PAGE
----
New Yorkville gallery opens as T.O. nabe goes gaga for art
N.Y.C.’s Taglialatella Galleries open Canada’s only outpost by Mackenzie Patterson
The art scene in Toronto is on fire with galleries large and small breaking new ground in the city.
We have internationally acclaimed street artists designing giant murals on the sides of buildings, a Banksy exhibit and additional Banksy works on display in Yorkville. The Museum of Contemporary Art is set to open next month, and thanks to the club king of Toronto, Charles Khabouth, we have a new outpost of the gritty New York City-based Taglialatella Galleries.
The gallery showcases a colourful blend of contemporary pop art by a mix of big-name artists such as Jean-Michel Basquiat, Andy Warhol, Keith Haring, Banksy, Mr. Brainwash, the French pixelation genius Invader, Jeff Koons, Nancy Ellison and Russell Young.
Young is a British pop artist who creates glamorous, diamonddusted screen prints of stars like Brigitte Bardot and Audrey Hepburn.
He says he’s thrilled to have his art featured in Toronto’s Taglialatella Galleries, and he’s grateful to have been able to work with Dominic Taglialatella for so many years.
“I could not be happier,” Young says. “Dom Taglialatella has represented me for over a decade, and he has done nothing but support and encourage my career.”
Young says Taglialatella gives him physical wall space on a regular basis, which is refreshing for an artist living in the digital age.
“Every gallery has an Internet presence these days, but I really like to support galleries that have physical wall space. There are less and less galleries that do that,” he says. “Without a wall to hang paintings on, I’m producing stuff and selling it online, which seems really pointless and soulless to me.”
Ink Entertainment CEO Charles Khabouth and the president of the company, Danny Soberano, partnered in the gallery with their longtime friend and founder of Taglialatella Galleries, Dominic Taglialatella.
It is Canada’s first location and sits next to Khabouth’s new Yorkville restaurant Sofia, also pretty well bedazzled with art from Khabouth’s own collection.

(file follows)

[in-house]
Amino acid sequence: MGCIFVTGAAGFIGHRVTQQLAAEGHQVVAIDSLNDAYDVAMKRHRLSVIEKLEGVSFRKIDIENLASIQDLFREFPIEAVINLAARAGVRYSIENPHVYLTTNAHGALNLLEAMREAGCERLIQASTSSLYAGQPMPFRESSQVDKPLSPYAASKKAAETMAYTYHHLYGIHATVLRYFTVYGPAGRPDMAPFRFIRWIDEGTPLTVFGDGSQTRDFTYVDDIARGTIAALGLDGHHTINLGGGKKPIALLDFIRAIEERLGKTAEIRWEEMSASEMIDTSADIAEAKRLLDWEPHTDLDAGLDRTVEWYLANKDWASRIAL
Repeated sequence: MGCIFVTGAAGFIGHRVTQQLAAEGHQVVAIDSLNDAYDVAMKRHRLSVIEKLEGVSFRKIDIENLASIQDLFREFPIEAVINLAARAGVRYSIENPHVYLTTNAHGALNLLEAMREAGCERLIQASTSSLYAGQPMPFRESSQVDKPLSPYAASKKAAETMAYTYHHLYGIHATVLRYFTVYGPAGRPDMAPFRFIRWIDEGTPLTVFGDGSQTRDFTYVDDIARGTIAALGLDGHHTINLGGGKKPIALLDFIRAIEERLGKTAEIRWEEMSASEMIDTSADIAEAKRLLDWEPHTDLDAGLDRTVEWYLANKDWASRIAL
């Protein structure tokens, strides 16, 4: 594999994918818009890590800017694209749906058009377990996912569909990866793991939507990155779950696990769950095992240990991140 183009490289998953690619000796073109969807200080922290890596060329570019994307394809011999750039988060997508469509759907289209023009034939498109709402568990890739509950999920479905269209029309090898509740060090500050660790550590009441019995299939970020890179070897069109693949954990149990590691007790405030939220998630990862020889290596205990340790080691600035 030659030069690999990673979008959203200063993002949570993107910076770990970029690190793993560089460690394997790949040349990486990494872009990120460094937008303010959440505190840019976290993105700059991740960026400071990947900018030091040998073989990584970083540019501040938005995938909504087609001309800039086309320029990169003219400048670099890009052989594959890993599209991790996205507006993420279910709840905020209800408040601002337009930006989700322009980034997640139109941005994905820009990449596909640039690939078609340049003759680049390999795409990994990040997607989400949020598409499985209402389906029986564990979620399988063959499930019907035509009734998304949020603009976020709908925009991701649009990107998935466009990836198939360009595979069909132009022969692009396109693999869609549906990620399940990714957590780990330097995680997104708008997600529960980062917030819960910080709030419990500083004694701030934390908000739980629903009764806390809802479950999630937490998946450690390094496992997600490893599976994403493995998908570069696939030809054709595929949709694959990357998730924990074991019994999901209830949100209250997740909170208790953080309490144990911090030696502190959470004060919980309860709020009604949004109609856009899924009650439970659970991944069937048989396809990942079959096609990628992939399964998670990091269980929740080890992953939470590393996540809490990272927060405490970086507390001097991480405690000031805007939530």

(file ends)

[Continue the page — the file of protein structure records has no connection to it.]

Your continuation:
Both Khabouth and Soberano have been art collectors for years now, so the gallery is a passion project for the partners.
Khabouth says that, although he knows the gallery will eventually be a profitable business decision, the project really arose from his friendship with Taglialatella and his love of the art world.
“For Danny and I, it’s not really a business as much as something we have been in love with for many years,” Khabouth says.
“We grew up looking at art and the minute we were able to afford art, we started buying art. This project came out of a friendship with Dom. We’re only here because we became friends, and Danny and I are only partners because we were friends. That’s how we want to continue our lives.”
Taglialatella says that although he will always work to preserve art history through education, he knows that social media has irrevocably changed the art world.
“Instagram is everything. The younger generation’s lives are social media and what’s cool today,” Taglialatella says.
“A young couple lives together: they get one of these beautiful condos, their walls are white. They’re not going to put up trees and villages. They want cool, hip stuff. They come to Charles’s clubs because of that,” he says
Taglialatella Galleries is located at 99 Yorkville Ave. The gallery will be open Tuesday to Saturday from 11 a.m. to 7 p.m., and contemporary art expert Alan Ganev will oversee the venue.
Artist Russell Young in front of his work at Toronto’s Taglialatella Galleries